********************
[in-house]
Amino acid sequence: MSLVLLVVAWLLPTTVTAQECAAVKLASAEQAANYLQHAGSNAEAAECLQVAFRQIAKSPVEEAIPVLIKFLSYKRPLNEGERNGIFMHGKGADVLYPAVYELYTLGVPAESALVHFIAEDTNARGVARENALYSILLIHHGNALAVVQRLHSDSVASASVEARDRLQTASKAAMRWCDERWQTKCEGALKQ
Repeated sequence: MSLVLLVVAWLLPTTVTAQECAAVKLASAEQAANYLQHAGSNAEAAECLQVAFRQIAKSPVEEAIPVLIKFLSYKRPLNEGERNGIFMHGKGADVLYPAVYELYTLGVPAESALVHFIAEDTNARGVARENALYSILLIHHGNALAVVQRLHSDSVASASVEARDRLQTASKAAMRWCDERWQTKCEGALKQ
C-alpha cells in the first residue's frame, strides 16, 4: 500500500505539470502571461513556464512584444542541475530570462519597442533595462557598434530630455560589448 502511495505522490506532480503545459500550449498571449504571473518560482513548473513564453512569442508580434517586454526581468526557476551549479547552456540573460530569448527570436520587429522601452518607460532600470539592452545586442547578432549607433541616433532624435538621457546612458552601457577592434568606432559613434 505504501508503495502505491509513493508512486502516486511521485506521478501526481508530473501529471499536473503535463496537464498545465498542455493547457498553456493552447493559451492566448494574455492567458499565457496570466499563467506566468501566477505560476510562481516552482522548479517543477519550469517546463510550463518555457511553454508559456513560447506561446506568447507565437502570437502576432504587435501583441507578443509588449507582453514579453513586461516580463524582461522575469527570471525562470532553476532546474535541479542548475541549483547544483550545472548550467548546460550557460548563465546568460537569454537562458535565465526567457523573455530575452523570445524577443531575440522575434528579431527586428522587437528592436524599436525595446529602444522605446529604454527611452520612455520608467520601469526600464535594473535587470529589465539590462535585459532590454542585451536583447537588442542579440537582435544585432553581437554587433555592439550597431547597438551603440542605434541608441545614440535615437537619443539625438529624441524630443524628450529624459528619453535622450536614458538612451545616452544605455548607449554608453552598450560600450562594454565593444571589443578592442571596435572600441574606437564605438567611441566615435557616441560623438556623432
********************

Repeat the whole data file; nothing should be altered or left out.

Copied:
[in-house]
Amino acid sequence: MSLVLLVVAWLLPTTVTAQECAAVKLASAEQAANYLQHAGSNAEAAECLQVAFRQIAKSPVEEAIPVLIKFLSYKRPLNEGERNGIFMHGKGADVLYPAVYELYTLGVPAESALVHFIAEDTNARGVARENALYSILLIHHGNALAVVQRLHSDSVASASVEARDRLQTASKAAMRWCDERWQTKCEGALKQ
Repeated sequence: MSLVLLVVAWLLPTTVTAQECAAVKLASAEQAANYLQHAGSNAEAAECLQVAFRQIAKSPVEEAIPVLIKFLSYKRPLNEGERNGIFMHGKGADVLYPAVYELYTLGVPAESALVHFIAEDTNARGVARENALYSILLIHHGNALAVVQRLHSDSVASASVEARDRLQTASKAAMRWCDERWQTKCEGALKQ
C-alpha cells in the first residue's frame, strides 16, 4: 500500500505539470502571461513556464512584444542541475530570462519597442533595462557598434530630455560589448 502511495505522490506532480503545459500550449498571449504571473518560482513548473513564453512569442508580434517586454526581468526557476551549479547552456540573460530569448527570436520587429522601452518607460532600470539592452545586442547578432549607433541616433532624435538621457546612458552601457577592434568606432559613434 505504501508503495502505491509513493508512486502516486511521485506521478501526481508530473501529471499536473503535463496537464498545465498542455493547457498553456493552447493559451492566448494574455492567458499565457496570466499563467506566468501566477505560476510562481516552482522548479517543477519550469517546463510550463518555457511553454508559456513560447506561446506568447507565437502570437502576432504587435501583441507578443509588449507582453514579453513586461516580463524582461522575469527570471525562470532553476532546474535541479542548475541549483547544483550545472548550467548546460550557460548563465546568460537569454537562458535565465526567457523573455530575452523570445524577443531575440522575434528579431527586428522587437528592436524599436525595446529602444522605446529604454527611452520612455520608467520601469526600464535594473535587470529589465539590462535585459532590454542585451536583447537588442542579440537582435544585432553581437554587433555592439550597431547597438551603440542605434541608441545614440535615437537619443539625438529624441524630443524628450529624459528619453535622450536614458538612451545616452544605455548607449554608453552598450560600450562594454565593444571589443578592442571596435572600441574606437564605438567611441566615435557616441560623438556623432